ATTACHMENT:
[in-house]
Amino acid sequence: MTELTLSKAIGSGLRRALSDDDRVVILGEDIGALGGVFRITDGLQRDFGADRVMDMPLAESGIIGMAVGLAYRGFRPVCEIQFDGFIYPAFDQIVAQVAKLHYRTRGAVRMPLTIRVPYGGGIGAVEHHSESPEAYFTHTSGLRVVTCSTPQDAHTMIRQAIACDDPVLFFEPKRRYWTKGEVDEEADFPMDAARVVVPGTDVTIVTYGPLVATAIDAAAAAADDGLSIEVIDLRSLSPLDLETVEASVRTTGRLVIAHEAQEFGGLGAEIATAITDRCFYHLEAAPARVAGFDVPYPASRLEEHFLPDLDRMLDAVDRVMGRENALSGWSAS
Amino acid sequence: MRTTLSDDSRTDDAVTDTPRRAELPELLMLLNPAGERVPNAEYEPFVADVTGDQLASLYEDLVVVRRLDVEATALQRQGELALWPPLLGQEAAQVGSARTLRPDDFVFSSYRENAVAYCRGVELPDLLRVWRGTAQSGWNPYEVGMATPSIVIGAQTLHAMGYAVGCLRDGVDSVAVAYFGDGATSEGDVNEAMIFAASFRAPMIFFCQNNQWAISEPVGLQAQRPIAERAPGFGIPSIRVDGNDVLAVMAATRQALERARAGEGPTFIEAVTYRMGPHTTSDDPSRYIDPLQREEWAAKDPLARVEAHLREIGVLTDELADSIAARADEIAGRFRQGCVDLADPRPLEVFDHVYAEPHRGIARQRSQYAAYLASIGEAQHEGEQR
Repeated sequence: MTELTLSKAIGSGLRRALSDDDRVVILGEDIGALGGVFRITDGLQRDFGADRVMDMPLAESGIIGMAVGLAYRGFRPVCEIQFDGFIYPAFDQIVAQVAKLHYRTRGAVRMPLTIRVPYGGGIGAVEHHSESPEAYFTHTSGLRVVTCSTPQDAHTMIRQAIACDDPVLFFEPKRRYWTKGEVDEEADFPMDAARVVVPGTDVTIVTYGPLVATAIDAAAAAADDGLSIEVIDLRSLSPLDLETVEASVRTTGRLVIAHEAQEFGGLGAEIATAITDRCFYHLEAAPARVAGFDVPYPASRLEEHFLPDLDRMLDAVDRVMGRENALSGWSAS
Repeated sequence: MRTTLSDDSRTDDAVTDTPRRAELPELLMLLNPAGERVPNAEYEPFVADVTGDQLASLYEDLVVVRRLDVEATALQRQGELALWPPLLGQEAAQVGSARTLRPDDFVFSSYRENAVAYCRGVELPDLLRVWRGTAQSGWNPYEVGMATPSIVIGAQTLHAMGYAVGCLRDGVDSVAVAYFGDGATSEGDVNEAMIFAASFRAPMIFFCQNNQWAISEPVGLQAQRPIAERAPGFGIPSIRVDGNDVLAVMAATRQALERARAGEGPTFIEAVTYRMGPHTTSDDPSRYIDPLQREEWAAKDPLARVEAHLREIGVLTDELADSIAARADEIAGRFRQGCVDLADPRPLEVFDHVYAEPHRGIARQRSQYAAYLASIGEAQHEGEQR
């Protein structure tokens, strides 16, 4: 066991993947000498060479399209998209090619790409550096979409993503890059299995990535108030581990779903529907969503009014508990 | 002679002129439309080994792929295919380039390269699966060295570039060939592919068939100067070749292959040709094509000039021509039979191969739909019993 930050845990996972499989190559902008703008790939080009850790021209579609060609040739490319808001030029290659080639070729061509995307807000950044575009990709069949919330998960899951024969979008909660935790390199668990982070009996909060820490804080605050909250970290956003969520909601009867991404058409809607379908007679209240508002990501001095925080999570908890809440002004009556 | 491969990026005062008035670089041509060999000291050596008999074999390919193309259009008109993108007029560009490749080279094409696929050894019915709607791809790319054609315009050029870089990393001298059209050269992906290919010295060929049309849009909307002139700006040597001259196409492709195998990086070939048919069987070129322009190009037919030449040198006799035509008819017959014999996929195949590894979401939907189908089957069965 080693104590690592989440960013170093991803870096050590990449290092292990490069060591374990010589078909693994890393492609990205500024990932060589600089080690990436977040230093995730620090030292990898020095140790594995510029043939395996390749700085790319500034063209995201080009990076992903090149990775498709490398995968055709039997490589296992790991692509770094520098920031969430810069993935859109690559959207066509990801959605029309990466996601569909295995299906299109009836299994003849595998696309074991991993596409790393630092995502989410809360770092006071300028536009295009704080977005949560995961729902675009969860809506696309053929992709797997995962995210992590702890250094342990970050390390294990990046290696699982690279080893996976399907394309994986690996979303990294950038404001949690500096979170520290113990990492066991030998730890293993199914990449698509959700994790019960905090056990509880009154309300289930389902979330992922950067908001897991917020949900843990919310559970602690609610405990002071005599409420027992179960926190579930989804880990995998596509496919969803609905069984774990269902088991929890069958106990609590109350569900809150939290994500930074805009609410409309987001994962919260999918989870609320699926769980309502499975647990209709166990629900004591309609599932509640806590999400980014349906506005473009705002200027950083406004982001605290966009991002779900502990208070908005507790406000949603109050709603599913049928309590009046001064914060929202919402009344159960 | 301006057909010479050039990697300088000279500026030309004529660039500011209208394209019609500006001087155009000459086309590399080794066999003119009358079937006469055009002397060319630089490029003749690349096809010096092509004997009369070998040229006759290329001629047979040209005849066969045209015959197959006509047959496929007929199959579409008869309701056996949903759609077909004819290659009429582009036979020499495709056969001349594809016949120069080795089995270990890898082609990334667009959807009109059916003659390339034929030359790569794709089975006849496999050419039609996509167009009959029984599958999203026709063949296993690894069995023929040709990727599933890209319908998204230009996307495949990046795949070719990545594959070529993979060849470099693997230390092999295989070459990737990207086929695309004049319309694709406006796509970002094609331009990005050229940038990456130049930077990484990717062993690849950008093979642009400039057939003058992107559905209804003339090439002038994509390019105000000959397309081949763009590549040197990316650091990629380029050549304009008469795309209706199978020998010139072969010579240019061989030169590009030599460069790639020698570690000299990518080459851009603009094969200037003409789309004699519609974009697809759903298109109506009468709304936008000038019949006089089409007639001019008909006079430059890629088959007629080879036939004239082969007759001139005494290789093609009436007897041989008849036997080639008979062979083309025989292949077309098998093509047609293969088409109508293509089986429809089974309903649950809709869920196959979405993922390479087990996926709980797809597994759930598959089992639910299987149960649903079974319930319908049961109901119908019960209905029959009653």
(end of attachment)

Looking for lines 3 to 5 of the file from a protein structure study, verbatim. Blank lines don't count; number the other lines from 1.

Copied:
Amino acid sequence: MRTTLSDDSRTDDAVTDTPRRAELPELLMLLNPAGERVPNAEYEPFVADVTGDQLASLYEDLVVVRRLDVEATALQRQGELALWPPLLGQEAAQVGSARTLRPDDFVFSSYRENAVAYCRGVELPDLLRVWRGTAQSGWNPYEVGMATPSIVIGAQTLHAMGYAVGCLRDGVDSVAVAYFGDGATSEGDVNEAMIFAASFRAPMIFFCQNNQWAISEPVGLQAQRPIAERAPGFGIPSIRVDGNDVLAVMAATRQALERARAGEGPTFIEAVTYRMGPHTTSDDPSRYIDPLQREEWAAKDPLARVEAHLREIGVLTDELADSIAARADEIAGRFRQGCVDLADPRPLEVFDHVYAEPHRGIARQRSQYAAYLASIGEAQHEGEQR
Repeated sequence: MTELTLSKAIGSGLRRALSDDDRVVILGEDIGALGGVFRITDGLQRDFGADRVMDMPLAESGIIGMAVGLAYRGFRPVCEIQFDGFIYPAFDQIVAQVAKLHYRTRGAVRMPLTIRVPYGGGIGAVEHHSESPEAYFTHTSGLRVVTCSTPQDAHTMIRQAIACDDPVLFFEPKRRYWTKGEVDEEADFPMDAARVVVPGTDVTIVTYGPLVATAIDAAAAAADDGLSIEVIDLRSLSPLDLETVEASVRTTGRLVIAHEAQEFGGLGAEIATAITDRCFYHLEAAPARVAGFDVPYPASRLEEHFLPDLDRMLDAVDRVMGRENALSGWSAS
Repeated sequence: MRTTLSDDSRTDDAVTDTPRRAELPELLMLLNPAGERVPNAEYEPFVADVTGDQLASLYEDLVVVRRLDVEATALQRQGELALWPPLLGQEAAQVGSARTLRPDDFVFSSYRENAVAYCRGVELPDLLRVWRGTAQSGWNPYEVGMATPSIVIGAQTLHAMGYAVGCLRDGVDSVAVAYFGDGATSEGDVNEAMIFAASFRAPMIFFCQNNQWAISEPVGLQAQRPIAERAPGFGIPSIRVDGNDVLAVMAATRQALERARAGEGPTFIEAVTYRMGPHTTSDDPSRYIDPLQREEWAAKDPLARVEAHLREIGVLTDELADSIAARADEIAGRFRQGCVDLADPRPLEVFDHVYAEPHRGIARQRSQYAAYLASIGEAQHEGEQR